Queensland Parks and Wildlife Service

The Queensland Parks and Wildlife Service (QPWS) is a business division of the Department of Environment and Science within the Government of Queensland. The division’s primary concern is with the management and maintenance of protected areas within Queensland, to protect and manage Queensland’s parks, forests and the Great Barrier Reef for current and future generations.

Queensland Parks and Wildlife Service
Division overview
FormedDecember 1975
TypeProtected area management
Headquarters400 George Street, Brisbane
Minister responsible
  • Meaghan Scanlon, Environment and Science
Division executive
  • Ben Klaassen, Deputy Director-General
Parent departmentDepartment of Environment and Science

The QPWS managed areas include more than 1000 national parks, state forests, marine parks and other protected areas, and five world heritage areas. Of these, 220 are national parks.

Queensland’s first national park, Witches Falls (in today’s Tamborine National Park), was established on 28 March 1908, followed by Bunya Mountains National Park in July 1908, and then Lamington National Park in 1915. From modest early beginnings within the Forestry department, a dedicated national parks service was established in 1975—the Queensland Parks and Wildlife Service. From that time, park rangers have proudly worn QPWS uniform badge featuring the symbol, Herbie (Herbert River ringtail possum), which has become one of the most well-recognised symbols in Queensland.

The Nature Conservation Act 1992, Marine Parks Act 2004 and Forestry Act 1959 provide guiding legislation for the service. Meaghan Scanlon, Minister for Environment and Science is responsible for the department. The agency's head office is located at 400 George Street in the Brisbane central business district.


Protected areas in Queensland are needed to provide wildlife habitat to maintain biodiversity and provide opportunities for outdoor nature-based activities.[1] Managing national parks involves protecting a park's natural condition and processes, presenting the park's cultural and natural resources and its values; and ensuring that park use is nature-based and ecologically sustainable.[2]

Managing multiple-use marine parks involves providing refuge areas for species and ecosystems while allowing for continuing recreational and commercial use of the majority of the marine environment.[1]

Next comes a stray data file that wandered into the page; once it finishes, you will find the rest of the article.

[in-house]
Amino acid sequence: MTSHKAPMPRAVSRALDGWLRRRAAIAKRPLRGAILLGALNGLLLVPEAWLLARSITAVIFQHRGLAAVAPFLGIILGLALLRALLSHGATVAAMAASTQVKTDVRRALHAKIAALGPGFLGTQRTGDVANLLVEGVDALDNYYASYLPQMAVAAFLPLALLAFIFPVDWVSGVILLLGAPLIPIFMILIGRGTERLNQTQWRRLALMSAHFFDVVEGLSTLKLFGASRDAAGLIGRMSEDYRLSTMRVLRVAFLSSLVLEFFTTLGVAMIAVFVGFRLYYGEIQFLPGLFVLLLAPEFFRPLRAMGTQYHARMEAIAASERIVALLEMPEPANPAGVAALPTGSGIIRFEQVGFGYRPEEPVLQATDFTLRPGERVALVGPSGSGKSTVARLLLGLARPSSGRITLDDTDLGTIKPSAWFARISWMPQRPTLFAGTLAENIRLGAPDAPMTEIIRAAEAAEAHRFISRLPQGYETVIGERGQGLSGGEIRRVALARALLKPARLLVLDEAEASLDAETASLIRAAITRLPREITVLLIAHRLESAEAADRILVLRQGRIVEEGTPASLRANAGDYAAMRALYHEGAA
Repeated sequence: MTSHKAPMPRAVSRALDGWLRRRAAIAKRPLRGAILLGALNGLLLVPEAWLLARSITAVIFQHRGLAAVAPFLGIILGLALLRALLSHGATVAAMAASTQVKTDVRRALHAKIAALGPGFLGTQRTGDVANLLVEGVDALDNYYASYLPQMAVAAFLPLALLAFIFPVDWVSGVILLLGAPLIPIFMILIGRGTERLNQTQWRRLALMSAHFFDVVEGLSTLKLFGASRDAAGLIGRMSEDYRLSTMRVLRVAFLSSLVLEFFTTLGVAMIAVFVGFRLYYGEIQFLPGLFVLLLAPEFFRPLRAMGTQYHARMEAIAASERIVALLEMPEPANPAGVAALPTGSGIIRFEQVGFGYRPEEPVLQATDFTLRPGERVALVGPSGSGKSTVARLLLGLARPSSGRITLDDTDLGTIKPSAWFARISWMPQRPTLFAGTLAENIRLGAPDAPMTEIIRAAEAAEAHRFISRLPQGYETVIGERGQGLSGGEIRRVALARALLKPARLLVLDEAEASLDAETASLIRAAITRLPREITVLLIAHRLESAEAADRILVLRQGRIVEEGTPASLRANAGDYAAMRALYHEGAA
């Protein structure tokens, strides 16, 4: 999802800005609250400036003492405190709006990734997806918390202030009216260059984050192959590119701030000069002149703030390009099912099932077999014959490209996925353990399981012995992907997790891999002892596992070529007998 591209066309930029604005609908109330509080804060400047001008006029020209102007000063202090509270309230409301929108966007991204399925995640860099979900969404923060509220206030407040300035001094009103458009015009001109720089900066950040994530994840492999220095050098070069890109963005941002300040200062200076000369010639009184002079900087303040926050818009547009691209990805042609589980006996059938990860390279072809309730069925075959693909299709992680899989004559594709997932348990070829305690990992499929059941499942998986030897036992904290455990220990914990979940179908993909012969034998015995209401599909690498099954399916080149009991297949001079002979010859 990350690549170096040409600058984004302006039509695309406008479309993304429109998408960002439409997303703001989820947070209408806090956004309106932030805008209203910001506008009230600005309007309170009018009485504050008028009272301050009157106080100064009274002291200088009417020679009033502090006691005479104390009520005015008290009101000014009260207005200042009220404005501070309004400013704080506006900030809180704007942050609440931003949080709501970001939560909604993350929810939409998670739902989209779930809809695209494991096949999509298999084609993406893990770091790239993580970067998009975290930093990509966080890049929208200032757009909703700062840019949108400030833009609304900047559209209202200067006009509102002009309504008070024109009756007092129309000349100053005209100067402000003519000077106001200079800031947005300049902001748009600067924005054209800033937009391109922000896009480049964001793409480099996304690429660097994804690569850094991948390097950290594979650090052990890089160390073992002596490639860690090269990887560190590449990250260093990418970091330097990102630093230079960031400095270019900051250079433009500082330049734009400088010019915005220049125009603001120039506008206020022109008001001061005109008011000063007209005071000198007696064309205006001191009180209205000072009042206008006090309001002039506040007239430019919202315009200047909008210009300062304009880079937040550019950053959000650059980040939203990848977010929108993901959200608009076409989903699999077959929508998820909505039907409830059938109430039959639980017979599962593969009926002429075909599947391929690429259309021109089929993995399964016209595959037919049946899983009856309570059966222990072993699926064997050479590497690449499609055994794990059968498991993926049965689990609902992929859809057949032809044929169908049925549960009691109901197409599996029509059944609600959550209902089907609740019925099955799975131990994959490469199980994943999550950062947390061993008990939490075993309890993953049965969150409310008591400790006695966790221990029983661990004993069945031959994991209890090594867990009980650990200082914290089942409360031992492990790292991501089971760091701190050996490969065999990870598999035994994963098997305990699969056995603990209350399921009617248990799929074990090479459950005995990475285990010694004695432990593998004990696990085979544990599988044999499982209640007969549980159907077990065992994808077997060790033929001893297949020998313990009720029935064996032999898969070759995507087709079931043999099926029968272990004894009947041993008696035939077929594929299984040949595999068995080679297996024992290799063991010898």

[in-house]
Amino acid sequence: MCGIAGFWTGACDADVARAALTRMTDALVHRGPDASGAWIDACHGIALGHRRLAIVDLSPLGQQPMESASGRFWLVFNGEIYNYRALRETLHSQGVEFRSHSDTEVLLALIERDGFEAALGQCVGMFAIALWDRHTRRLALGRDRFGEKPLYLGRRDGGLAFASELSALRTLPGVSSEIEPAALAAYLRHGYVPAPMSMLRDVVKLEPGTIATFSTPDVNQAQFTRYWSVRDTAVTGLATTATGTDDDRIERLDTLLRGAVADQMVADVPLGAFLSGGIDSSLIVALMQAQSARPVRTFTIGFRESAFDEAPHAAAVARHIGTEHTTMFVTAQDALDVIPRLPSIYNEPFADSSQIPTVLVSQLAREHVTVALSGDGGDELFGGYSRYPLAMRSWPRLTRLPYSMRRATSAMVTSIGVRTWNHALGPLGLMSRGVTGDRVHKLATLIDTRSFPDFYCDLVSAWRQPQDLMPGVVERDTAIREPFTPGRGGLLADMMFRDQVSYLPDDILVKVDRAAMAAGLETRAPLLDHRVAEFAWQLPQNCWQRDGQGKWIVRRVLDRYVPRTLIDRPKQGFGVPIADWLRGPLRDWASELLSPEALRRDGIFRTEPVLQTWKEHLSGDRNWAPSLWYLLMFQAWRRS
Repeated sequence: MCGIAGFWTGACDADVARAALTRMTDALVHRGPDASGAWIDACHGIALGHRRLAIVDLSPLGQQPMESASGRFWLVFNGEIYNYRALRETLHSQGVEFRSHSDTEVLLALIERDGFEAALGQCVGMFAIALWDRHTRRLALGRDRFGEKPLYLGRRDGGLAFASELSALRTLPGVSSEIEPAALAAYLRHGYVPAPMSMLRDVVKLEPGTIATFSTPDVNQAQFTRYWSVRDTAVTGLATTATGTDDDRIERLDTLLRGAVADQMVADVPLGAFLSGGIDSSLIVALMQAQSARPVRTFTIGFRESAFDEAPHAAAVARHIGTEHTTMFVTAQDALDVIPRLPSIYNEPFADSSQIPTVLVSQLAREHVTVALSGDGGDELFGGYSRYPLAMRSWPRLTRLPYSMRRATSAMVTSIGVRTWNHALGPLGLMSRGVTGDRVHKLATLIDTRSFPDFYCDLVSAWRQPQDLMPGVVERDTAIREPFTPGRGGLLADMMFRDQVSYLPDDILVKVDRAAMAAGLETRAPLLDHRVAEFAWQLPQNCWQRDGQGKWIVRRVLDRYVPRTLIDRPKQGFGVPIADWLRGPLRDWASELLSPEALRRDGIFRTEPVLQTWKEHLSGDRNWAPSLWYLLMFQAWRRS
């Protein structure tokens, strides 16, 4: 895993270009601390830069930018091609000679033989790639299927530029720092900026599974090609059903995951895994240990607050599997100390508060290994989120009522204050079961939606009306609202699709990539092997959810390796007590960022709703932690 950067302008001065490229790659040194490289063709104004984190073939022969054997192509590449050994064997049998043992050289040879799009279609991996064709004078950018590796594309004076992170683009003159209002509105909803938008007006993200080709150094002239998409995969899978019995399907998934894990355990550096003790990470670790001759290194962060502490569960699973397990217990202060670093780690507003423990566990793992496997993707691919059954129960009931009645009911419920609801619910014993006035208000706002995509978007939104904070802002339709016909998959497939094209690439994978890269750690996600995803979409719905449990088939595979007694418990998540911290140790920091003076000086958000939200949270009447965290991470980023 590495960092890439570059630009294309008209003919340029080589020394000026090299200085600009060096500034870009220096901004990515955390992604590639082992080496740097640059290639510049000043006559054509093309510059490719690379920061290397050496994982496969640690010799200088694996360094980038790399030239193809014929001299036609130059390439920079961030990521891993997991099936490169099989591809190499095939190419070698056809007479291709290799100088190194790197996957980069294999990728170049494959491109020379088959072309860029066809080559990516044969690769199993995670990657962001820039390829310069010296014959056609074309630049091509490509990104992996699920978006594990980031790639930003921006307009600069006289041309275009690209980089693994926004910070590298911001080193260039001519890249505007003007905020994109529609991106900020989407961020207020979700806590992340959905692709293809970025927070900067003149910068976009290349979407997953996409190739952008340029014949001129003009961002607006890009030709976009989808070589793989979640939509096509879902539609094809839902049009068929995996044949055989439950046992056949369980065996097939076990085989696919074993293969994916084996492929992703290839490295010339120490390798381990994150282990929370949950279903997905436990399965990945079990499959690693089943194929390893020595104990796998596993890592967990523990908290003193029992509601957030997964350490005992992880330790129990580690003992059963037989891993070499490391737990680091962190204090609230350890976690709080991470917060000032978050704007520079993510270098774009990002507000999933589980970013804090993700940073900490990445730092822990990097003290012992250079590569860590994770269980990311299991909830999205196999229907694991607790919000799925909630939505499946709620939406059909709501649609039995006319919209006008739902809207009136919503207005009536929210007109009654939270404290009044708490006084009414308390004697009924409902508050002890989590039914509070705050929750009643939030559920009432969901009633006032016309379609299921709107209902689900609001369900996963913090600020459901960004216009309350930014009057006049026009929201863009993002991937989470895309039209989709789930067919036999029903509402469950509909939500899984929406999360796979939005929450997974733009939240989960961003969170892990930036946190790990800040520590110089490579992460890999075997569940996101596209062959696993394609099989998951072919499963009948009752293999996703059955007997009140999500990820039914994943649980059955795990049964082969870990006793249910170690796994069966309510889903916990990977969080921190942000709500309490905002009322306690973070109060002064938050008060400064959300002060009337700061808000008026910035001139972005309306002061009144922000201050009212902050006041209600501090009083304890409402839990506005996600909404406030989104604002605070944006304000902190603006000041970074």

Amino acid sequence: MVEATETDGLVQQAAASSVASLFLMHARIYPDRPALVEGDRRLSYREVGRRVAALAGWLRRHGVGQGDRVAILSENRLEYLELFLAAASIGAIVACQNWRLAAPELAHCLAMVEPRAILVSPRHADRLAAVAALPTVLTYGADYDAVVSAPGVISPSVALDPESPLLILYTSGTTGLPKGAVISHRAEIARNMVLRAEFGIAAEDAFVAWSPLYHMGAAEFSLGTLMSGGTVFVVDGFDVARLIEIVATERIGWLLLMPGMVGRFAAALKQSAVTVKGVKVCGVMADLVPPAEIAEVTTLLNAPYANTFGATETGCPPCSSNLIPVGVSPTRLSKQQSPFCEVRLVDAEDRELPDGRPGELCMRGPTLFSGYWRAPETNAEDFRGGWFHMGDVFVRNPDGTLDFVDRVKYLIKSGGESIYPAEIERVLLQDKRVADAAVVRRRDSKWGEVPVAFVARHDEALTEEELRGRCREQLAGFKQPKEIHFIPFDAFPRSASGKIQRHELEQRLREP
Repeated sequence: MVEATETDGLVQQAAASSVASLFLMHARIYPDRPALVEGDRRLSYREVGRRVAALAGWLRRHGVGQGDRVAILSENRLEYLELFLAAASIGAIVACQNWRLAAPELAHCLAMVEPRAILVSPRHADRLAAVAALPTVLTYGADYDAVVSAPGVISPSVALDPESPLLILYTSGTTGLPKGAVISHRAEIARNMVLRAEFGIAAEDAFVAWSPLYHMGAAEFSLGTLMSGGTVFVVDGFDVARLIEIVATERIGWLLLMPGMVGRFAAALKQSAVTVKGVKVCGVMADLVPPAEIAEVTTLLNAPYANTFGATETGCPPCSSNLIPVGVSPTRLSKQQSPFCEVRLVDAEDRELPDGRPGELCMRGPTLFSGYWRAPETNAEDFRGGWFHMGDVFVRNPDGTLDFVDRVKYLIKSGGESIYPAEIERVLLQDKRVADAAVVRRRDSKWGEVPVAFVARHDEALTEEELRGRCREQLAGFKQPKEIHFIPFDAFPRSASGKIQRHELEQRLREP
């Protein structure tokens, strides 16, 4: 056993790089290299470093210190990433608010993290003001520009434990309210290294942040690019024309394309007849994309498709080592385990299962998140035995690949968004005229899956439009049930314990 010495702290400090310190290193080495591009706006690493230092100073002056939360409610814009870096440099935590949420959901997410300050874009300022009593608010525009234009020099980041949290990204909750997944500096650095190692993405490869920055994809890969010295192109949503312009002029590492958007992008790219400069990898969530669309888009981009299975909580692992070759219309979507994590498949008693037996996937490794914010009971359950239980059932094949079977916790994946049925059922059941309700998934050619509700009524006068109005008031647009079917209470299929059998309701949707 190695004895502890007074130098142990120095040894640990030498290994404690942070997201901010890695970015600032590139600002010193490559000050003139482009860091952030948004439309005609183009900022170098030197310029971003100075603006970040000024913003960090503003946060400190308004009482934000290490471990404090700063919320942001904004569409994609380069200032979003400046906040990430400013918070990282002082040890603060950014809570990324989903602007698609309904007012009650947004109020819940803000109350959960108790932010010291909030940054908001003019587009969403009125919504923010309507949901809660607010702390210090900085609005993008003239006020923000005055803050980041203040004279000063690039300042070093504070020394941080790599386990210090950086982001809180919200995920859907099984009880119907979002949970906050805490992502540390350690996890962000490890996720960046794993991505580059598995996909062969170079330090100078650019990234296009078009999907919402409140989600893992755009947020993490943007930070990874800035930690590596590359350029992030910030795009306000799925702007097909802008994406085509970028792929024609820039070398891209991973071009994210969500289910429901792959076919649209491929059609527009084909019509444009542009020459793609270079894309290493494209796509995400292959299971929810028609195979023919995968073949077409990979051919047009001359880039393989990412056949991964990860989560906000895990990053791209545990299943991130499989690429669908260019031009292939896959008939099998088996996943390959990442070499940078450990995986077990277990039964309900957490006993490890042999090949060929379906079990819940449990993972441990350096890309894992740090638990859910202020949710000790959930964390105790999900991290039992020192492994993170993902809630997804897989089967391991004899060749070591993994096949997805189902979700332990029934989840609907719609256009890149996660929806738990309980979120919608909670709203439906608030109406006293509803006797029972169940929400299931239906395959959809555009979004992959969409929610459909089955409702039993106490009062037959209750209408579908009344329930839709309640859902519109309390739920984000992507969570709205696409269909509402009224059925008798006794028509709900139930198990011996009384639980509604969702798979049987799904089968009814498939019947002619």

A Master Plan for Queensland's Park System outlines the directions for management of all protected areas in Queensland for the next 20 years.

QPWS is responsible for day-to-day management of Queensland’s five World Heritage areas, which are (mostly) within the protected area estate. These properties are outstanding examples of the world's natural or cultural heritage, and provide highly valuable environmental, tourism and economic services for Queensland.[3]

For each park, either a management statement or a management plan is prepared to identify the park's special values and determine ways to ensure those values are preserved, enhanced[1] or maintained.

The service employs park rangers who are responsible for constructing and maintaining infrastructure such as camping areas, picnic areas, amenities, walking tracks and lookouts providing advice to visitors, recording wildlife data, controlling feral plants and animals, assisting in the preparation of management plans and enforcing park rules.[4]

QPWS also works closely with Aboriginal Traditional Owners and, in some places, volunteers, as well as other government departments and organisations to conserve, manage, share and present Queensland’s most precious natural and cultural places.

See also

  • Wildlife Preservation Society of Queensland


  1. "Managing protected areas". Department of Environment and Science. 2 November 2016. Retrieved 31 October 2018.
  2. "Principles". Department of Environment and Science. 6 March 2014. Retrieved 31 October 2018.
  3. "World Heritage". Department of Environment and Science. 15 December 2017. Retrieved 31 October 2018.
  4. "Queensland scene". Department of Science. 16 June 2016. Retrieved 31 October 2018.
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